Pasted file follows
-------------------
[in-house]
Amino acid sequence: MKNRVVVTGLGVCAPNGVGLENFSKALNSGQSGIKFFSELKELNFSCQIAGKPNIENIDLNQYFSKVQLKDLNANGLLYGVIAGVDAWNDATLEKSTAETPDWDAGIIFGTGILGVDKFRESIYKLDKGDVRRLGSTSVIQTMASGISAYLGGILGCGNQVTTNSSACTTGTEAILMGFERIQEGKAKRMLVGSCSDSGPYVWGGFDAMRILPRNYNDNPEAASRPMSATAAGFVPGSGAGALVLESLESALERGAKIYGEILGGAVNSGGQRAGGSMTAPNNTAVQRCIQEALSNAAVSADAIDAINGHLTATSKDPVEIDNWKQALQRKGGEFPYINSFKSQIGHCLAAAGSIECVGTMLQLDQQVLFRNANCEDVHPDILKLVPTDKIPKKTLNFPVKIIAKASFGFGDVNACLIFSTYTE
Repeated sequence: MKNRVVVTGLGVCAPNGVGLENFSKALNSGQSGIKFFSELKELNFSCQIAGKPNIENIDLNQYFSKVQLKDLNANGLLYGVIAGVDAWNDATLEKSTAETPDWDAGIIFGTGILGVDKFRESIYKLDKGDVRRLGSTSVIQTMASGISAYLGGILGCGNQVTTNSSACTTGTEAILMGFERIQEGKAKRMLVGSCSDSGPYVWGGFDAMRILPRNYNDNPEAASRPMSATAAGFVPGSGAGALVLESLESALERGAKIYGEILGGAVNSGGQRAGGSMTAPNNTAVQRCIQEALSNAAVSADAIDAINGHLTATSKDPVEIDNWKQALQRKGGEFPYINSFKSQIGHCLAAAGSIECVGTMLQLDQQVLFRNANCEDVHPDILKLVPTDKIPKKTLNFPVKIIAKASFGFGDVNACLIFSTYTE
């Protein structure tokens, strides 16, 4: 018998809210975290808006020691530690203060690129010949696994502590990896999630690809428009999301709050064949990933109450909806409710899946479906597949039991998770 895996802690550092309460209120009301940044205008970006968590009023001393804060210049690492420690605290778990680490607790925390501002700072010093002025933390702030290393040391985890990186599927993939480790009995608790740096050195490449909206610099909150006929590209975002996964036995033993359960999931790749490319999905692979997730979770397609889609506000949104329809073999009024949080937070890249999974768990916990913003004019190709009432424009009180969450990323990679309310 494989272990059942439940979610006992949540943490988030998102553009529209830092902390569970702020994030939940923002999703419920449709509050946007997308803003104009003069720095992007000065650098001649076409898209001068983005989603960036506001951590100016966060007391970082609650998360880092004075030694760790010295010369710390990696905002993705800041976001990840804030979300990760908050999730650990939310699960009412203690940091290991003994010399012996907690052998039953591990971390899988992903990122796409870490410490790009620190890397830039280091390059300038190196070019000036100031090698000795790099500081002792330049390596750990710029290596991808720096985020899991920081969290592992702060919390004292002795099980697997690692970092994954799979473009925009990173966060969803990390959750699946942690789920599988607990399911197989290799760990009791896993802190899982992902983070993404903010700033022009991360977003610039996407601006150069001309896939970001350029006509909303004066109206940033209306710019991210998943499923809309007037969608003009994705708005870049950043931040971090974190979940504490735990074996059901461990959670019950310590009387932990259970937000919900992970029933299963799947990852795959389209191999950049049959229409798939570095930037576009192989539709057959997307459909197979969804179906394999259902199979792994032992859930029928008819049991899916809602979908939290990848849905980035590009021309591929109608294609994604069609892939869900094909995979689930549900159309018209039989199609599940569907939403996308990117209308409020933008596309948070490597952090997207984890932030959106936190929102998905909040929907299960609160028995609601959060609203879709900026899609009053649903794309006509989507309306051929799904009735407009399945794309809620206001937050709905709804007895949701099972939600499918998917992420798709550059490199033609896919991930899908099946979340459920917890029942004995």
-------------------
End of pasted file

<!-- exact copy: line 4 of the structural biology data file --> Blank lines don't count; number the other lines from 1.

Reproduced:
């Protein structure tokens, strides 16, 4: 018998809210975290808006020691530690203060690129010949696994502590990896999630690809428009999301709050064949990933109450909806409710899946479906597949039991998770 895996802690550092309460209120009301940044205008970006968590009023001393804060210049690492420690605290778990680490607790925390501002700072010093002025933390702030290393040391985890990186599927993939480790009995608790740096050195490449909206610099909150006929590209975002996964036995033993359960999931790749490319999905692979997730979770397609889609506000949104329809073999009024949080937070890249999974768990916990913003004019190709009432424009009180969450990323990679309310 494989272990059942439940979610006992949540943490988030998102553009529209830092902390569970702020994030939940923002999703419920449709509050946007997308803003104009003069720095992007000065650098001649076409898209001068983005989603960036506001951590100016966060007391970082609650998360880092004075030694760790010295010369710390990696905002993705800041976001990840804030979300990760908050999730650990939310699960009412203690940091290991003994010399012996907690052998039953591990971390899988992903990122796409870490410490790009620190890397830039280091390059300038190196070019000036100031090698000795790099500081002792330049390596750990710029290596991808720096985020899991920081969290592992702060919390004292002795099980697997690692970092994954799979473009925009990173966060969803990390959750699946942690789920599988607990399911197989290799760990009791896993802190899982992902983070993404903010700033022009991360977003610039996407601006150069001309896939970001350029006509909303004066109206940033209306710019991210998943499923809309007037969608003009994705708005870049950043931040971090974190979940504490735990074996059901461990959670019950310590009387932990259970937000919900992970029933299963799947990852795959389209191999950049049959229409798939570095930037576009192989539709057959997307459909197979969804179906394999259902199979792994032992859930029928008819049991899916809602979908939290990848849905980035590009021309591929109608294609994604069609892939869900094909995979689930549900159309018209039989199609599940569907939403996308990117209308409020933008596309948070490597952090997207984890932030959106936190929102998905909040929907299960609160028995609601959060609203879709900026899609009053649903794309006509989507309306051929799904009735407009399945794309809620206001937050709905709804007895949701099972939600499918998917992420798709550059490199033609896919991930899908099946979340459920917890029942004995």